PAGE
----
Projections show that more than $5 billion will be spent on the 2018 elections, a record amount that breaks down to $15 for every American or $60 for every voter in the 2014 midterm elections. All that money reflects the high stakes as Republicans and Democrats battle for control of Congress. While just more than a third of eligible voters showed up at the polls in 2014—the lowest in a midterm since World War II—election watchers expect voter turnout to be higher this time around.
Big Money Everywhere
Big donors continue to hold sway even though most Americans agree that political campaign spending should be limited. The big bucks are coming in for both major political parties: Former New York City Mayor Michael Bloomberg has donated $110 million to Democrats, while Republicans have received $113 million from megadonors Sheldon and Miriam Adelson.
And then there’s the dark money that circulates in and around our political system (both legally and illegally). According to a detailed U.S. federal court filing in Virginia last week, the Russian Operation Lakhta—one component of Russia’s recent information warfare in the U.S.—reached a budget of $1 million a month earlier this year.
Reasons to Hope
While the grip of big money on our political system certainly feels tight, we are also seeing huge momentum around solutions to this systemic problem. Journalists and storytellers are focusing efforts on uncovering the role of big money in our system. The topic is the subject of “Dark Money,” a recent documentary that examines the influence of untraceable corporate money on U.S. elections and elected officials. Another upcoming film, “People vs Politicians,” shares the stories of grassroots reformers who are putting solutions to work at the state level to reclaim democracy.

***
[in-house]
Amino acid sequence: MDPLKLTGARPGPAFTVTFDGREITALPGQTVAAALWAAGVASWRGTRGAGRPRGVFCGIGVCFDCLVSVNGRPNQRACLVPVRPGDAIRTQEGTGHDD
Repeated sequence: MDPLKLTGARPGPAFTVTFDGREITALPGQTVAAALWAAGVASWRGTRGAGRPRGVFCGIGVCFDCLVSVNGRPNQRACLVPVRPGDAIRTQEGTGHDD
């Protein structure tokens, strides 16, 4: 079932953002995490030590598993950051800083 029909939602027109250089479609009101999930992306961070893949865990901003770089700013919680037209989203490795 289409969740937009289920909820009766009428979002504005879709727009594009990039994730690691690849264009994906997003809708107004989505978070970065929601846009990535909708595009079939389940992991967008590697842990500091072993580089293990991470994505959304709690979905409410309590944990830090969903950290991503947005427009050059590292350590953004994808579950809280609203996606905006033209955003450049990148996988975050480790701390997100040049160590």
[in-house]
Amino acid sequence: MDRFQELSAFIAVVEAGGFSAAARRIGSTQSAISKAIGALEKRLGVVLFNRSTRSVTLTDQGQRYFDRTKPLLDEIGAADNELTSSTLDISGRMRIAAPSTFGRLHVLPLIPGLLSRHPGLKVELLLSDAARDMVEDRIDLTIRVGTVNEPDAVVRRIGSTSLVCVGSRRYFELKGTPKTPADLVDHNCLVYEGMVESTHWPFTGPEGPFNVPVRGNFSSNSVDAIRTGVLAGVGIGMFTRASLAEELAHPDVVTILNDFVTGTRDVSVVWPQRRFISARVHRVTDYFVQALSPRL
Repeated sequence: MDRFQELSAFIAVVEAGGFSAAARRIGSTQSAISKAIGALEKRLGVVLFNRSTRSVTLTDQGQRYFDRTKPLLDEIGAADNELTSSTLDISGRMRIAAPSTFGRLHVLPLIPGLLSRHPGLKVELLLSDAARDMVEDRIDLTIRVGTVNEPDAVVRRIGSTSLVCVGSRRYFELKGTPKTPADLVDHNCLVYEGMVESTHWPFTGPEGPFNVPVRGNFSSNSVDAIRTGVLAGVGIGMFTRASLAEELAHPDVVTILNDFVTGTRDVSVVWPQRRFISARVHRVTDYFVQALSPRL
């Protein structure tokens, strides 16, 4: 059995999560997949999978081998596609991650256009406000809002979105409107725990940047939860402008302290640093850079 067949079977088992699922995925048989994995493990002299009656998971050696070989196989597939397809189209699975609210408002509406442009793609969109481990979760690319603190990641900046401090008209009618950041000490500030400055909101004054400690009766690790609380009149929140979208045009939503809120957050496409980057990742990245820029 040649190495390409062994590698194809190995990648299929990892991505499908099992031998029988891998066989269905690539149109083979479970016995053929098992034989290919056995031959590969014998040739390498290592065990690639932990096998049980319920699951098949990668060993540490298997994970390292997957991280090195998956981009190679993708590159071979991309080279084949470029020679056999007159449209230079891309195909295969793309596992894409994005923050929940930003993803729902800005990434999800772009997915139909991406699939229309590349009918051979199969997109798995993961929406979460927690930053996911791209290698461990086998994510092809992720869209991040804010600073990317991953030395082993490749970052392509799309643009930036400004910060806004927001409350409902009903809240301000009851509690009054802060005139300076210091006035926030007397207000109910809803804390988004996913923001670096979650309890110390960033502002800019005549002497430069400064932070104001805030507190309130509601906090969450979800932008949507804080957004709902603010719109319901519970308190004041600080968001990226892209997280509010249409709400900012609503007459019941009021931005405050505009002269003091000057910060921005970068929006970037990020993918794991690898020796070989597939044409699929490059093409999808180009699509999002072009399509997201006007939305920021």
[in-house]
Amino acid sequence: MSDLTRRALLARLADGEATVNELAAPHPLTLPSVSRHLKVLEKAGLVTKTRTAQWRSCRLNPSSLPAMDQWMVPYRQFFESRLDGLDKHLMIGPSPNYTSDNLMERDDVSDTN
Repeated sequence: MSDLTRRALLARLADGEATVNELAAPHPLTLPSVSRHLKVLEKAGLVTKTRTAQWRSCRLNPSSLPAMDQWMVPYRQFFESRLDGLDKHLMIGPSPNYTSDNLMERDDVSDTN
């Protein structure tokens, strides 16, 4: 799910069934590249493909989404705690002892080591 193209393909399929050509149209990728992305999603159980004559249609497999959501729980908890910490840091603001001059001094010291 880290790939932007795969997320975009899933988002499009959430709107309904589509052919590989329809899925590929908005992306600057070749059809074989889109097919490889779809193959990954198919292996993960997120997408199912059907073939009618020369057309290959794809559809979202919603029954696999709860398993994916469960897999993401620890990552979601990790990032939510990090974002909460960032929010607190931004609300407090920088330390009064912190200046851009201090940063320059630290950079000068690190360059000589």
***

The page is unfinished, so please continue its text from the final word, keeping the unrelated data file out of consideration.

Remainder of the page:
Our candidates and elected officials across political parties also want to find a solution to fix our broken system. Thanks to the hard work of American Promise volunteers across the nation working to get candidates and elected officials at all levels of government to pledge on the record that they will use their office to advance the 28th Amendment, more than 250 candidates and incumbents across the political spectrum have signed onto the pledge.
We’re certainly not alone in these efforts. Across the nation, states and cities are demanding representation and an end to the outsize influence of big money. It’s happening in the Dakotas, Maryland, Missouri, Colorado, New Mexico and Massachusetts—and this is just the start. We have support in Congress and the Senate, too. Reform supporters include high-profile Democrats such as Senator Elizabeth Warren and Florida candidate Andrew Gillum and Republicans such as Representative John Katko and Governor Charlie Baker. American Promise has signed on to a historic cross-partisan coalition dedicated to “come together to press for top to bottom, systemic political reforms to return power in our government to the public.”
Fix the System
What these leaders and citizens across the nation know is that we need the 28th Amendment to create a more equitable political system that gives power to people rather than special interests. Removing big money from the political system will ensure that each American’s vote counts equally.
At American Promise, we’re fired up for action in 2019. And we aren’t in this alone. We’re part of the recently formed Declaration for American Democracy coalition that will start work Wednesday—the day after the midterm election—to promote reforms in voting rights, ethics and money in politics.
We the People are gaining momentum in our work to create a true democracy and get big money out of politics. The task before us is big, and we face powerful opposition. It will take all of us working together. To help us succeed, consider pledging to join an American Promise Association near you or donating to American Promise in support of our work.
And be sure to use your power and VOTE in this midterm election!